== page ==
As the name implies, classical dressage is a very old art form. However, many debate about how it developed since its origins in Ancient Greece, and as we look at more texts with a fresh perspective, our understanding changes. As with much history, it’s not quite as clear-cut as we’d think.
The earliest surviving writings on training horses date back to Kikkuli in the 14th century BC in Ancient Sumer, which was in Mesopotamia (modern-day Iraq and Kuwait). Kikkuli focused mostly on conditioning and training chariot horses. Even today, we use techniques described by Kikkuli! There are some other texts from that period and area, but these mostly survive in fragments. There were likely others, but those have been lost to time. An English translation exists, but it is currently out of print and hard to find.
Generally, we attribute the earliest “dressage” text to be “On Horsemanship” by Xenophon. Xenophon’s text is the earliest that closest resembles later dressage, dating to 4th century BC Greece. He described kind methods of training that improve the horse’s fitness for battle. His text is still a delight to read today. However, when you read Xenophon, you’ll notice that he frequently refers to Simon of Athens’ writings. This work, however, no longer exists outside of Xenophon’s quotes, leaving Xenophon as the “earliest dressage” author. You can buy an English translation of Xenophon easily online.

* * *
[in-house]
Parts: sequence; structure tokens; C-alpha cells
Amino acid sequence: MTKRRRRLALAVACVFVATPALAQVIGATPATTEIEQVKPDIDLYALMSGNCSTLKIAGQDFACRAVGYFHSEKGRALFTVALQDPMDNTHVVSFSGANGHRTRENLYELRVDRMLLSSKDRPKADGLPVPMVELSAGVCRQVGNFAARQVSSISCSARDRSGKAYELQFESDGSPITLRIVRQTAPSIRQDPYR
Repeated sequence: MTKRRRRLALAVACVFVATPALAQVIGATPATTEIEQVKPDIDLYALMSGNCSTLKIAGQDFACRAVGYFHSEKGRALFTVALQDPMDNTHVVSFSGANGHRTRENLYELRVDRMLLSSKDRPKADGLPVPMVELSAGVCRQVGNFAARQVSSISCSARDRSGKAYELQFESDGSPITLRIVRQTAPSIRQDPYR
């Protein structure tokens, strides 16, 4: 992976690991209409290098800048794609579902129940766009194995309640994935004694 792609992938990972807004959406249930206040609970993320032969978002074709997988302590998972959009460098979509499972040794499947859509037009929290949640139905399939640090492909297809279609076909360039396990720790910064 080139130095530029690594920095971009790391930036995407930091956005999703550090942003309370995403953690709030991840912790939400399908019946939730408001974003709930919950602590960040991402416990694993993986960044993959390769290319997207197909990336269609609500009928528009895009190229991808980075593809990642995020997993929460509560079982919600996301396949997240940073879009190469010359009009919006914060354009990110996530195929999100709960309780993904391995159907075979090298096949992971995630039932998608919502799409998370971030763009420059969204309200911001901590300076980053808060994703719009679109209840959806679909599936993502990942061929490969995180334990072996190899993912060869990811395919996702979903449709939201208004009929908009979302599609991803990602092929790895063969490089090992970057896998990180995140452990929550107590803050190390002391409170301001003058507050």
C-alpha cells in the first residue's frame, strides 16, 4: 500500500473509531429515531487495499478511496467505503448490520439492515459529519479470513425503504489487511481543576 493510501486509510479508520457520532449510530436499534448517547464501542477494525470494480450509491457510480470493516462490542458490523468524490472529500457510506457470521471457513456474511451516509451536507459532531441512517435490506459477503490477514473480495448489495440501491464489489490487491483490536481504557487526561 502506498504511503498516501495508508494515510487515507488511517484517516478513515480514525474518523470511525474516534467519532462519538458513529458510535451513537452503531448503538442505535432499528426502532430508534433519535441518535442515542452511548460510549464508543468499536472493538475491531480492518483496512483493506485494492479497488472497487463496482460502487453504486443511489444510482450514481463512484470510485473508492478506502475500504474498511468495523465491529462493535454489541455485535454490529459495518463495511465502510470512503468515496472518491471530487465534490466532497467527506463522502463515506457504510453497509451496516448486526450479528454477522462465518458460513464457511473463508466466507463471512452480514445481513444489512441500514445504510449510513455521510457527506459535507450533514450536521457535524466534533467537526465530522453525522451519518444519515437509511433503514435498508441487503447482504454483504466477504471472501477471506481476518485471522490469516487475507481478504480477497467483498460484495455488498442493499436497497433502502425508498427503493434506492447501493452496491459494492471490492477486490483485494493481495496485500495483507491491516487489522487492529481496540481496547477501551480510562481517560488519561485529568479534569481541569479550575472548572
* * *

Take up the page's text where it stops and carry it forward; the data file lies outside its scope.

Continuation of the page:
Many of the Greek techniques and exercises survive to today! Xenophon described transitions, circles, on hills, and even “showy” exercises for parades such as rearing and even possibly the passage. He described a rider’s position that closely resembles today’s. It is a simple, practical writing, but that’s why it is so timeless. Some details have changed, of course; he did not discuss the trot or lateral work, and we have saddles now while the Greeks did not. Some say the Greeks did not see the difference between walk and trot, but I personally think they probably did not train trot because it is not comfortable bareback.
The Middle Period
This is where history gets tricky. Traditionally, we’ve thought that dressage was lost during the Roman Empire and Medieval period and didn’t return until the Renaissance. The Romans did not rely on a centralized cavalry, instead using auxiliary forces (usually Iberian and Gallic) to supply the cavalry. As such, there are few writings on training horses from Xenophon until 13th century Europe, and none of these are complete. At least… in Europe. In this period, several Middle Eastern writers wrote treatises on horse training. These are the Furusiyya. There are few English translations of these writings, but they discussed training the horse for warfare in great detail. Because of the Moorish influence in Spain, we can assume that these techniques influenced horsemanship in Europe, especially when Spanish horses became so treasured. Even today, some Spanish dialects use the word “jinete” for “rider,” which comes directly from the Berber language.
When you think of the Medieval period, what do you think of most? Knights, of course. However, you probably also think of a sort of dark, barbaric way of riding and life. It’s hard not to think of torture devices as being “medieval,” and that includes harsh spurs and bits that look like they’d draw blood at the slightest touch. But with time, we’ve discovered that was not the case. Many “Medieval” torture devices turned out to be Victorian inventions passed off as medieval, as do many “Medieval” bits and spurs. With time, we learn more and more how our assumptions about this period are wrong.
Medieval Period… Not so “medieval?”